It’s summer and the temperatures in south-east Australia are in the 40s Celsius and above 100 Fahrenheit. The country’s climate catastrophists are pointing to ‘climate change’ as the cause.
But I remember the summers of my childhood in 1950s Sydney being unbearable hot. Bushfires raged everywhere. We often went barefoot and without shirts. In the evenings, we played outside until parents forced us in to sleep in bedrooms that were like ovens. No airconditioning then. Pete’s family (third from the left) once slept outside in the backyard, it was so hot. The photo above was taken of the Lane Cove gang in the summer of 1954/55.
Foremost among the books I loved as a kid were the Lion and Tiger Annuals. They were published in England but I hardly noticed the difference. Even the comic strips set in an English boarding school did not seem out of place. Boarding schools in Australia were not that much different, which is only to be expected. As I am at pains to convey in the books of my family history series, most of our institutions, manners and customs originate in Great Britain but have been modified to suit Australia’s unique conditions.
My brother received the Lion Annual and I the Tiger Annual for Christmas. We swapped, of course. They were among my favourite Christmas presents. I have such pleasant memories of taking them to a quiet corner to read on Christmas Day that some years ago I set out to collect those we received – 1956 to 1961. I had managed to collect all except the Lion Annual of 1957 – until our trip to England in 2014. One of the main purposes of the visit was for me to visit Jane Austen territory – Bath and Lyme Regis.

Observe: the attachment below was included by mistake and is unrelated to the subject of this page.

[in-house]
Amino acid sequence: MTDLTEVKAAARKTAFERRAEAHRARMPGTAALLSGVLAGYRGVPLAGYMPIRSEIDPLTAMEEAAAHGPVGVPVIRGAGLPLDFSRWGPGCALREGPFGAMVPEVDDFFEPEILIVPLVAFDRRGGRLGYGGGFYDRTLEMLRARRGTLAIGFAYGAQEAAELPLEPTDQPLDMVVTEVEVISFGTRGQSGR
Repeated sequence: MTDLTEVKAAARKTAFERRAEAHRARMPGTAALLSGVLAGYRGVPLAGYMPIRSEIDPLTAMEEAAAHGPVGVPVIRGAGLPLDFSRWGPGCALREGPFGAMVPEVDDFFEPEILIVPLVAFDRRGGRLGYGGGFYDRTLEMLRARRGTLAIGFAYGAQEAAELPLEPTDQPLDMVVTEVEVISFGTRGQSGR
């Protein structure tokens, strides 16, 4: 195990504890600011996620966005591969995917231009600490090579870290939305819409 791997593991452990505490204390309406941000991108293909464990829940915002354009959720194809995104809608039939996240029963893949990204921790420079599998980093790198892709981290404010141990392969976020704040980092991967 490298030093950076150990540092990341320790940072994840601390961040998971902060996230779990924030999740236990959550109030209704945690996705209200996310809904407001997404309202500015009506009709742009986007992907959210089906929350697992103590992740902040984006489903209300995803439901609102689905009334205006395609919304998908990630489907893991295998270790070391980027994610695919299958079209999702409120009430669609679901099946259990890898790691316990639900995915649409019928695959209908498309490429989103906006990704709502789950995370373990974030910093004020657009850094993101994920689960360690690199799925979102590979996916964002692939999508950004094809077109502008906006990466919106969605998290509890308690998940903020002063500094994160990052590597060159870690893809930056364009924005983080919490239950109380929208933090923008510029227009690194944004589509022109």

After spending three very enjoyable days in Bath, we (my wife and I) drove down to Lyme Regis. After walking the length of Marine Parade and venturing to the point of the Cobb, we returned to where our car was parked near the small shopping centre on Broad Street. With the intention of having a further look around we walked up Broad Street where Sanctuary Bookshop, a secondhand bookshop, caught my eye. I could never pass a bookshop like this one.
After rummaging around the shelves and piles of books I was overjoyed to find a pretty battered copy of the Lion Annual 1957. (See the photo above.) But it was a copy. I had a further look around to see if there were others. I am always looking for copies that are in better condition than the ones I have. Not finding anything, I approached one of the two gentlemen owners of the bookshop. I showed him the volume and asked him if he had any others that I perhaps had not seen. He looked at me, blinked and said in a rather plummy accent, ‘Would you please start all over again?’
Bemused, I repeated my question – slowly. This time he understood, replied in the negative and was generous enough to halve the marked price. My (Dutch) wife laughed heartily but though diverted I remained somewhat bemused until we drove out of the town. I clearly have an Australian accent but it is far from broad.